BLEEDING EDGE August 02, 2012
There are times when only a notebook and pencil will do.
The dying art of shorthand has a champion online.
ONE of the most important projects we are engaged in at the Bleeding Edge Institute for Preserving the Past is the maintenance of the ability of the human hand to form meaningful shapes, using unfashionable implements called ''pens'' and ''pencils''.
This skill, which is known as ''writing'' - in our opinion a much warmer word than, say, ''texting'' or ''typing'' - was long considered, with ''reading'', an essential element in one's education, vital for the transmission and preservation of knowledge and the literary arts.
Alas, the pen, for so long considered a superior weapon to the sword, has proved to be little match for the keyboard and other electronic recording devices. The beauty of copperplate script, and indeed the very idea of penmanship, survives only among determined hobbyists. The modern hand seems to have suffered from sheer lack of exercise.
It tends to cramp after producing a few paragraphs of comparatively crude and not terribly clear shapes.
The situation is even worse when it comes to shorthand writing. The classic form of the phonetic symbols, developed by Sir Isaac Pitman and refined over more than a century, have all but disappeared, along with the concept of taking dictation.
It might have been expected to survive among journalists, who are forced to record what others tell them.
But a profession that once demanded the study of Pitman's New Era, or its slightly slower relative, Pitman 2000, these days seems happy enough with Teeline, which is simpler to learn but less capable of recording verbatim transcripts of the spoken word. And there is little in Teeline to delight the eye.
There is little logic in this. Relatively few people can type quickly enough to take adequate notes, while recordings have serious limitations.
There are far too many situations when the best choice is a pen or pencil and a notebook.
Given that, and given the modern hand is so easily fatigued by the demands of forming words, the economy of shorthand surely ought to make it even more popular than in the past.
Indeed, Sir Isaac first developed the system as a medium for the recording of personal notes and it won immediate popularity for precisely that purpose.
Ironically, Pitman's - in particular New Era - and the fountain pens and pencils of manual writing have a great friend in another form of modern technology, the internet, thanks to an English woman named Beryl Pratt.
Beryl's Long Live Pitman's Shorthand! website (bit.ly/MmNYsu) and its associated blog are more than a showcase for the efficiency and sheer delight of Pitman's system; they are an indispensable aid for students.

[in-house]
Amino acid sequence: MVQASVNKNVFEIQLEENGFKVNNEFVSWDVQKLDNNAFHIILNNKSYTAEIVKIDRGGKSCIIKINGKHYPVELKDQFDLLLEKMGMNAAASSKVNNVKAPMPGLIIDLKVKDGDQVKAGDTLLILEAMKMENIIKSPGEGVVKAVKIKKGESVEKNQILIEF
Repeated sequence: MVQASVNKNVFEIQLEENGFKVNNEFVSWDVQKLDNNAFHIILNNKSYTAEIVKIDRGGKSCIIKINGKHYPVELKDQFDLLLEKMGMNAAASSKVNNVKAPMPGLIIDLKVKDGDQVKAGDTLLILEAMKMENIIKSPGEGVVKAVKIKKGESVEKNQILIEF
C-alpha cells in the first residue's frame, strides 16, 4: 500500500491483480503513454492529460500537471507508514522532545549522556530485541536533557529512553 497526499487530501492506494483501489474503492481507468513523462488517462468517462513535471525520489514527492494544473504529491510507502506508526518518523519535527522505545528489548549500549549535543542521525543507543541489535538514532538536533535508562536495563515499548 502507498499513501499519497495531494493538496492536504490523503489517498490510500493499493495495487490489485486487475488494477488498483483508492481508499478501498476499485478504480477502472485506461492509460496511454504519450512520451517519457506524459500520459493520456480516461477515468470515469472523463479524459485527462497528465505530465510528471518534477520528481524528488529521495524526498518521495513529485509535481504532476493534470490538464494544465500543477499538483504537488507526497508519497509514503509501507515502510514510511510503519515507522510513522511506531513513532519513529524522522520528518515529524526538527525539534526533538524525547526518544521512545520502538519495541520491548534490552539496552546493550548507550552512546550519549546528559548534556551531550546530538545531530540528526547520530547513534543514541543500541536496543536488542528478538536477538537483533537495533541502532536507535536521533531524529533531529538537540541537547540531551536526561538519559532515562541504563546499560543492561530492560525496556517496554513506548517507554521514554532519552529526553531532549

A highly proficient shorthand typist with considerable artistic skill, Beryl was determined to do her bit in ensuring the system she learnt as a young woman survived. The site includes PDFs for ''origami'' booklets of the ''short forms'' (which allow common words to be written with a stroke, curve or circle or two), self-printed practice pads and dictionaries of the most used words in English with shorthand forms. She even offers a shorthand calendar.
On the blog she provides passages for revision, with her bewitching shorthand ''translations''.
If you are a lover of practical writing implements, her recommendations for fountain pens are also worth reading. She uses Noodler's ''flex'' pens, which can be ordered from the Goulet Pen Company (gouletpens.com).
She designs her pages with Serif PagePlus X4. She uses Serif MoviePlus to produce YouTube videos of shorthand writing demos (bit.ly/SUQslg).
She says the idea that New Era shorthand is more difficult to learn is absurd. ''I am sometimes amused, but more often dismayed, by the comments I see that shorthand is difficult and takes a long time to learn,'' she says.
''It has been taught over the past century to countless office workers as the 'easy' option for those not gifted academically, i.e. leaving school at 16 or earlier.''
The main difficulty these days is that, generally, one has to learn online or by correspondence. Swinburne offers a course in Pitman 2000 but for New Era you'll have to check out Brisbane-based Tanya Battel's correspondence course (eliteeas.com.au). Customers for her 22-week course include cadet journalists at The West Australian.